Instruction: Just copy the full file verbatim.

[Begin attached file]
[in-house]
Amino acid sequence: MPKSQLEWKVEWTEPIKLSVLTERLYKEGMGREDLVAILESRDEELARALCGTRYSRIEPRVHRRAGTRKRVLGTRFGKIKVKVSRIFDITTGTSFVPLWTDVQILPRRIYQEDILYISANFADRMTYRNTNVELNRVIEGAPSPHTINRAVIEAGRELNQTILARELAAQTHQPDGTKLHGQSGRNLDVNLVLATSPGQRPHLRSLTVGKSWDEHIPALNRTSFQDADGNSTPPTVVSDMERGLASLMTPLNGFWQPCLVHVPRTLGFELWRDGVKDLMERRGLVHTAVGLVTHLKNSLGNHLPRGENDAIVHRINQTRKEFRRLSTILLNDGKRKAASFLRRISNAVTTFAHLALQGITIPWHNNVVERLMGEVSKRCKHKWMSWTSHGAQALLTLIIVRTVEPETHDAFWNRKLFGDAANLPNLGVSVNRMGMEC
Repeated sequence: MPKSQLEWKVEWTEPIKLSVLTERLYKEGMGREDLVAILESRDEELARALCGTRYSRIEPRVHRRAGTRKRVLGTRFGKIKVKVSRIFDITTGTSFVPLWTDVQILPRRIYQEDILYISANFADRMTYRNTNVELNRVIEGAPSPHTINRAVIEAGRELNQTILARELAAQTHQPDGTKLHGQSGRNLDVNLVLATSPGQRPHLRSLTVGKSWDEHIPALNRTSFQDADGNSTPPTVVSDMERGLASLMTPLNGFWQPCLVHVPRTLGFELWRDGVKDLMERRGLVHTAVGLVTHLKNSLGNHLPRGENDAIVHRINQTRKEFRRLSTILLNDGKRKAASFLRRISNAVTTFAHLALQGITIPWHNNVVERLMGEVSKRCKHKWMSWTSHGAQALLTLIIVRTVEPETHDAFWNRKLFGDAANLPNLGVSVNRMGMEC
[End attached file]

[in-house]
Amino acid sequence: MPKSQLEWKVEWTEPIKLSVLTERLYKEGMGREDLVAILESRDEELARALCGTRYSRIEPRVHRRAGTRKRVLGTRFGKIKVKVSRIFDITTGTSFVPLWTDVQILPRRIYQEDILYISANFADRMTYRNTNVELNRVIEGAPSPHTINRAVIEAGRELNQTILARELAAQTHQPDGTKLHGQSGRNLDVNLVLATSPGQRPHLRSLTVGKSWDEHIPALNRTSFQDADGNSTPPTVVSDMERGLASLMTPLNGFWQPCLVHVPRTLGFELWRDGVKDLMERRGLVHTAVGLVTHLKNSLGNHLPRGENDAIVHRINQTRKEFRRLSTILLNDGKRKAASFLRRISNAVTTFAHLALQGITIPWHNNVVERLMGEVSKRCKHKWMSWTSHGAQALLTLIIVRTVEPETHDAFWNRKLFGDAANLPNLGVSVNRMGMEC
Repeated sequence: MPKSQLEWKVEWTEPIKLSVLTERLYKEGMGREDLVAILESRDEELARALCGTRYSRIEPRVHRRAGTRKRVLGTRFGKIKVKVSRIFDITTGTSFVPLWTDVQILPRRIYQEDILYISANFADRMTYRNTNVELNRVIEGAPSPHTINRAVIEAGRELNQTILARELAAQTHQPDGTKLHGQSGRNLDVNLVLATSPGQRPHLRSLTVGKSWDEHIPALNRTSFQDADGNSTPPTVVSDMERGLASLMTPLNGFWQPCLVHVPRTLGFELWRDGVKDLMERRGLVHTAVGLVTHLKNSLGNHLPRGENDAIVHRINQTRKEFRRLSTILLNDGKRKAASFLRRISNAVTTFAHLALQGITIPWHNNVVERLMGEVSKRCKHKWMSWTSHGAQALLTLIIVRTVEPETHDAFWNRKLFGDAANLPNLGVSVNRMGMEC